Mouzon got turned on, too, and chimed in with the example from the roofing industry, which makes a line of laminated, asphalt composition roofing shingles that, “Attempts a hideous imitation of cedar shake,” Mouzon said, But they used to make–“and hopefully will bring back”–truly beloved materials such as T-Lock shingles and the old hexagon pattern.

Adams brought up plastic laminates, which used to imitate butcher block and ceramic tile, but found success once they started putting boomerang patterns on the products, and other finishes only their unique photographic process could achieve.

In conclusion, the architect’s challenge to the vinyl siding manufacturers could be summed up in two sentences. If you’re going to imitate traditional wood siding, get the details right. And show us what you can do esthetically better than any other product can. Duany, Mouzon and Adam stand willing to help, if the industry is ready and willing to listen

 

Fast-forward One Year

I wrote the piece you just read a year ago, but found no occasion to publish it—until now.

This week in fact, the Vinyl Siding Institute is sponsoring a sit-down with Andres Duany and vinyl critique Steve Mouzon at the Detroit Museum of Art.

The point is to discuss what can be done to make the product better, and to encourage architects–and others—to look at what we will call “architectural polymers” from a brand new perspective.

It’s a challenge, but the industry and the architects seem willing to take it on.

I’ll let you know how it goes.

 

— Fernando Pagés Ruiz is ProTradeCraft's Latin America Editor. He is currently building a business in Ecuador and a house in Mexico. Formerly, he was a builder in the Great Plains and mountain states. He is author of Building an Affordable House and Affordable Remodel (Taunton Press).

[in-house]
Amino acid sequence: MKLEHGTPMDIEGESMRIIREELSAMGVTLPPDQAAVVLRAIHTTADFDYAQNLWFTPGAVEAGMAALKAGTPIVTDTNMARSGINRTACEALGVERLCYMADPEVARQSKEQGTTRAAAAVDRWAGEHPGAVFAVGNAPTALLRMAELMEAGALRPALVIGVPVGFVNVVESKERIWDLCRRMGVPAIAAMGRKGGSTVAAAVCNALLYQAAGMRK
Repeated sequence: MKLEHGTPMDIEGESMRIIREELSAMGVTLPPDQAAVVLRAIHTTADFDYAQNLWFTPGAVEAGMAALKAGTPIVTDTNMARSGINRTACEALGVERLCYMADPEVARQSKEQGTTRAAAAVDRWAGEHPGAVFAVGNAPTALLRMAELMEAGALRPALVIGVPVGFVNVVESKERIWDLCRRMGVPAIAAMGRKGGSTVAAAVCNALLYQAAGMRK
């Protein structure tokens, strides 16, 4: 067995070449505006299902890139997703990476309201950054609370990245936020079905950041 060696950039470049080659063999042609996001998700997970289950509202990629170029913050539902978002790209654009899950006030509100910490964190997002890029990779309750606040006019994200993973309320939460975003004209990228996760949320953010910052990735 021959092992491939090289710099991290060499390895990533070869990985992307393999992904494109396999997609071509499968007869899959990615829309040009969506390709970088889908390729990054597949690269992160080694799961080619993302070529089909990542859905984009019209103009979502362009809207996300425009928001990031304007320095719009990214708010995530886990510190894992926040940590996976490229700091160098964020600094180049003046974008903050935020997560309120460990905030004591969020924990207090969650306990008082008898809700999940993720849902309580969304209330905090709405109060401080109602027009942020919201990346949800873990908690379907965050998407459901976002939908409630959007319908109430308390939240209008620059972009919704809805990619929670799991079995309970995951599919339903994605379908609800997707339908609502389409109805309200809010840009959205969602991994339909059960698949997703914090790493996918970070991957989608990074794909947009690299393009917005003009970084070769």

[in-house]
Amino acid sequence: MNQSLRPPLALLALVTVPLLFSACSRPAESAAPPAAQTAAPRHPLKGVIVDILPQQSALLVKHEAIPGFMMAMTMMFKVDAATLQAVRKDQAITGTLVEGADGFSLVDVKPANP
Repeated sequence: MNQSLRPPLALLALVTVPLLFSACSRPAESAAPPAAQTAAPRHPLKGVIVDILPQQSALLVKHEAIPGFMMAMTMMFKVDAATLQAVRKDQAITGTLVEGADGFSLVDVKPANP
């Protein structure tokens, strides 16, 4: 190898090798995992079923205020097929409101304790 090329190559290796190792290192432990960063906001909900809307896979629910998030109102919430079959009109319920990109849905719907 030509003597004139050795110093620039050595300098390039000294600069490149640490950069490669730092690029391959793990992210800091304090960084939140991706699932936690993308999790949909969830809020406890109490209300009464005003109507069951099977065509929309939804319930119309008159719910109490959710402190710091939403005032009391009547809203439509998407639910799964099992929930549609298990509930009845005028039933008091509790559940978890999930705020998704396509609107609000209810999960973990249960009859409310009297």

Comments

My concern is more about the outgassing that occurs with most vinyl products, including the PVC that most vinyl siding is made of, as well as the impact of the vinyl siding manufacturing process, which produces dioxin among other things as a by product.  Unfortunately, the New Urbanism is often similar to the Old Urbanism in ignoring these types of concerns.

Just purchased 89 town home Section 8 units in NJ and in process of rehabilitating all the interiors and exteriors and our architect designated "vinyl" sidings for the 13 buildings. 3 buildings have been completed, very attractive, and our maintenance costs will decrease in the future, It sure is better than the traditional wood siding that was previously used and at least for now, I'm a belever, talk to me in 5 years. :)

Hmmmmmm....just because its environmental impact is no greater than that of timber production I doesn't mean it should be preferred as a cladding. How do you maintain it? Wood clapboards can be repainted, they can be replaced or patched in incrementally, and with proper care and detailing (something this  generation of architects and builders consistently misunderstands) wood can last in excess of 100 years. There's no such thing as a maintenance free material when it comes to an essentially sacrificial cladding like light frame construction siding. I agree that word resources have been mismanaged, but wood should be reserved for particularly important building components. Vinyl siding also has historically featured awkward detail conditions at most discontinuities- corner conditions, splices between horizontal lengths, and window and door openings. I do think that if manufacturers could ever be persuaded to be more creative with the design of a unique vinyl siding series that does take advantage of its intrinsically good qualities, it would be a material worth using in certain situations. The aspect of fakery with respect to traditional materials is in my view more than just an architectural conceit.